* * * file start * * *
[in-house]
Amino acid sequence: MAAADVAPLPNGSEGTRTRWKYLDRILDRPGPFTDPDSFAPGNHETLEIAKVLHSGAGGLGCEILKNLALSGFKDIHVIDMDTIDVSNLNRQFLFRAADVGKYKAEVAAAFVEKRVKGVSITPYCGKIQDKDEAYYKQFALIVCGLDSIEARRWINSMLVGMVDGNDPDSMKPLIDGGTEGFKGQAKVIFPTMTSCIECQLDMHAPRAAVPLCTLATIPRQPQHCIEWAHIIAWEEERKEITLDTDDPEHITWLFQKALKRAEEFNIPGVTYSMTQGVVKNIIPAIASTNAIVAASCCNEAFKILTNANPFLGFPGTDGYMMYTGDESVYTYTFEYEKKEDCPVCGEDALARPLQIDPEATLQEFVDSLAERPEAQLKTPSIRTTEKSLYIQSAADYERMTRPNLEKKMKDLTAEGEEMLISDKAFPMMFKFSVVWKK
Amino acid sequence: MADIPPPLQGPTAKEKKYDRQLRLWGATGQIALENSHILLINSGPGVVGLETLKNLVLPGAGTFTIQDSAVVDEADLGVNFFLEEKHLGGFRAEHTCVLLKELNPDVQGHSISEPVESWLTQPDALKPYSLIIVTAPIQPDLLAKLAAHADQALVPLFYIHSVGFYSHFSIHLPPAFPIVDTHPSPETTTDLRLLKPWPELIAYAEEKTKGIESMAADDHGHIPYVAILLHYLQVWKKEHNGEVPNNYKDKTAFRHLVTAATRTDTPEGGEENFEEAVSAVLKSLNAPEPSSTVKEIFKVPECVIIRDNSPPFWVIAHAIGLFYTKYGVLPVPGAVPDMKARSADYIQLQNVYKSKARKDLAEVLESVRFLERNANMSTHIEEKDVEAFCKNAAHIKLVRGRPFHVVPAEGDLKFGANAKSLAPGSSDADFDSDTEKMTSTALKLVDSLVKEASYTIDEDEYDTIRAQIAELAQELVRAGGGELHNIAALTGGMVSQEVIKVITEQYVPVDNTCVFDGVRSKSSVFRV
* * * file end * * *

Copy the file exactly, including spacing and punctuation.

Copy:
[in-house]
Amino acid sequence: MAAADVAPLPNGSEGTRTRWKYLDRILDRPGPFTDPDSFAPGNHETLEIAKVLHSGAGGLGCEILKNLALSGFKDIHVIDMDTIDVSNLNRQFLFRAADVGKYKAEVAAAFVEKRVKGVSITPYCGKIQDKDEAYYKQFALIVCGLDSIEARRWINSMLVGMVDGNDPDSMKPLIDGGTEGFKGQAKVIFPTMTSCIECQLDMHAPRAAVPLCTLATIPRQPQHCIEWAHIIAWEEERKEITLDTDDPEHITWLFQKALKRAEEFNIPGVTYSMTQGVVKNIIPAIASTNAIVAASCCNEAFKILTNANPFLGFPGTDGYMMYTGDESVYTYTFEYEKKEDCPVCGEDALARPLQIDPEATLQEFVDSLAERPEAQLKTPSIRTTEKSLYIQSAADYERMTRPNLEKKMKDLTAEGEEMLISDKAFPMMFKFSVVWKK
Amino acid sequence: MADIPPPLQGPTAKEKKYDRQLRLWGATGQIALENSHILLINSGPGVVGLETLKNLVLPGAGTFTIQDSAVVDEADLGVNFFLEEKHLGGFRAEHTCVLLKELNPDVQGHSISEPVESWLTQPDALKPYSLIIVTAPIQPDLLAKLAAHADQALVPLFYIHSVGFYSHFSIHLPPAFPIVDTHPSPETTTDLRLLKPWPELIAYAEEKTKGIESMAADDHGHIPYVAILLHYLQVWKKEHNGEVPNNYKDKTAFRHLVTAATRTDTPEGGEENFEEAVSAVLKSLNAPEPSSTVKEIFKVPECVIIRDNSPPFWVIAHAIGLFYTKYGVLPVPGAVPDMKARSADYIQLQNVYKSKARKDLAEVLESVRFLERNANMSTHIEEKDVEAFCKNAAHIKLVRGRPFHVVPAEGDLKFGANAKSLAPGSSDADFDSDTEKMTSTALKLVDSLVKEASYTIDEDEYDTIRAQIAELAQELVRAGGGELHNIAALTGGMVSQEVIKVITEQYVPVDNTCVFDGVRSKSSVFRV